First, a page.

From the outset of the war Britain had been expecting a great German air assault on its soil. It was this fear that drove mothers to evacuate their children from the big cities, the blackout enforced, gas masks and Anderson shelters distributed.
While the plans for Operation Sea Lion and the preliminary air battle were taking shape, the Luftwaffe was not of course idle. From its captured airfields it harassed Britain by night, and from the July 10th 1940 onwards it waged increasing war by day against British shipping in the Channel. Germany sent 120 German bombers and fighters to strike British convoys, while 70 more bombers attacked dockyard installations in South Wales on this day 1940.
Britain at this time of the War had fewer fighters than the German Luftwaffe, 600 to 1,300 but it had the advantage of an effective radar system and British planes like the Spitfire could turn tighter then the German ME 109’s.
The name ‘Battle of Britain’ is taken from a Winston Churchill speech in which he said that “…the Battle of France is over. The Battle of Britain is about to begin.”
Although exact figures are hard to come by, it is thought that about 1,000 RAF planes were shot down in the Battle of Britain and a loss of 544 pilots killed. The German Luftwaffe lost many more planes than this, perhaps as many as 1,800 and more than 2,500 aircrew killed.
The Blitz, which continued long after the end of the Battle of Britain, resulted in over 40,000 civilian deaths and over 50,000 injured.
Top Fighter Aces of the Battle of Britain:
Sgt Josef Frantisek (Czech): 17
Plt Off Eric Lock (UK): 16½
Sgt James Lacy (UK): 15½
Fg Off Brian Carbury (NZ): 15½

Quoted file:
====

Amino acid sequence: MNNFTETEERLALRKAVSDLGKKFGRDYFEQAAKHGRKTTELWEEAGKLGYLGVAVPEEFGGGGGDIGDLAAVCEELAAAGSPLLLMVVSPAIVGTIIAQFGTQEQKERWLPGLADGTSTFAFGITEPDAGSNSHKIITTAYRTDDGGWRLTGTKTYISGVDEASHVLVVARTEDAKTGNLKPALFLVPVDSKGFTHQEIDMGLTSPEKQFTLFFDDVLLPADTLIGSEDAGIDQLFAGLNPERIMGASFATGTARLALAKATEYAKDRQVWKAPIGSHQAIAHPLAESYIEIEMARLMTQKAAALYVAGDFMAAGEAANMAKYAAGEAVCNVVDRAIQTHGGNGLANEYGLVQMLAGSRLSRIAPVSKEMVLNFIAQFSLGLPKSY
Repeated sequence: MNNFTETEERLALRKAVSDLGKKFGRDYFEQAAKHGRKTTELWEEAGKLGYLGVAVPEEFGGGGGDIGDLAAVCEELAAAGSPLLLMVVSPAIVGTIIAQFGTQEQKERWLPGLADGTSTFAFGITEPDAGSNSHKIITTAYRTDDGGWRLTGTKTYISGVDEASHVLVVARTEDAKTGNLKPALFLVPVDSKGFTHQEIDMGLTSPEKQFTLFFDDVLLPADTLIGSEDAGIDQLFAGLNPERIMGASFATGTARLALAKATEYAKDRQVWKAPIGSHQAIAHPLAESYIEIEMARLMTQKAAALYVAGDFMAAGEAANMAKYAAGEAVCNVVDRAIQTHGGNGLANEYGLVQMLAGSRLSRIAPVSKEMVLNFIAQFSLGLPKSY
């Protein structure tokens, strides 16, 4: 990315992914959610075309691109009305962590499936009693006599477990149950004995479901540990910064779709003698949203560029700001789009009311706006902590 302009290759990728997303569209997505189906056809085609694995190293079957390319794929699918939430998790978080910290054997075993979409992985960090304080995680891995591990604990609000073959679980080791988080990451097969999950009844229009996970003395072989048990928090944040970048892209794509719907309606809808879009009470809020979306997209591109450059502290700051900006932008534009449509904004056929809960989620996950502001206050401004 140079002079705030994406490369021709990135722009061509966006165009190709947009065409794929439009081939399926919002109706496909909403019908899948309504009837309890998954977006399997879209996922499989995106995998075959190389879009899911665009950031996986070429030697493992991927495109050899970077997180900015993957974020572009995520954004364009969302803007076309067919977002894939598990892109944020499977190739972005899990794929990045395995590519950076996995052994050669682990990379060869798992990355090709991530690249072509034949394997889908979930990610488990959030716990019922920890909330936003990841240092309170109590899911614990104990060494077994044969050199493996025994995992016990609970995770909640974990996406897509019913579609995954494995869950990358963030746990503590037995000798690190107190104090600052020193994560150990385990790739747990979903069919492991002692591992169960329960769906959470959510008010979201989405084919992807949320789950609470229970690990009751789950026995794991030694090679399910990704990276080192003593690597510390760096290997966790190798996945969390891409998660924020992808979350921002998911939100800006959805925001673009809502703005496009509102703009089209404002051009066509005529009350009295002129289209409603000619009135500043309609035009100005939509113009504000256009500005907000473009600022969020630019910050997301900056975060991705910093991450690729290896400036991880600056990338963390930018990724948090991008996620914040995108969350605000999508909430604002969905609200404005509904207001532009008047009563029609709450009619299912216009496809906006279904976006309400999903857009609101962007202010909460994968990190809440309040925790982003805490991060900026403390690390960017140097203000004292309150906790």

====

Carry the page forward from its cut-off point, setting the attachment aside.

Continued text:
Plt Off Robert Doe (UK): 15
Fg Off Witold Urbanowicz (Poland): 15
Plt Off Paterson Hughes (Australia): 14 & 3x½
Plt Off Colin Gray (NZ): 14 & 2x½
Flt Lt Archie McKellar (UK): 14½
Flt Lt Carl Davis (UK): 11½
Commemorating the 76th Anniversary of the Battle of Britain – Win an Air Experience Flight with ‘Flying for Freedom’.
Forces Reunited chose to support Flying for Freedom as this amazing charity demonstrates what it is possible for severely disabled veterans to achieve. Wounded or injured service personnel from our Armed Forces are supported through Microlight flying training post-recovery, and past trainees have overwhelmingly reported that they have gained substantial benefits from the new-found freedom of flying. Learning a wide range of skills rebuilds the veterans’ confidence and provides an exciting post-rehabilitation activity.
To commemorate those who fought 76 years ago, we're offering 1 lucky new member a FREE FLIGHT in a microlite plane with the charity 'Flying For Freedom'
To be in with a chance of receiving your FREE FLIGHT....all you need to do is register with Forces War Records anytime from 10th - 12th July, 2016, and email: firstname.lastname@example.org quoting 'FREEFLIGHT'.
The air experience flight can to a degree be what YOU want it to be. If you simply want to get your feet off the ground and have the pleasure of seeing stunning Cotswold views that is fine but all flying takes the form of a lesson in which you participate. How much actual ‘hands on the controls’ experience you have is entirely a matter for you and the instructor.
Note that the flight will be from the Cotswold Airport, situated seven miles to the South West of the old Roman town of Cirencester.
Make a donation via Help for Heroes: www.bmycharity.com/flyingforfreedom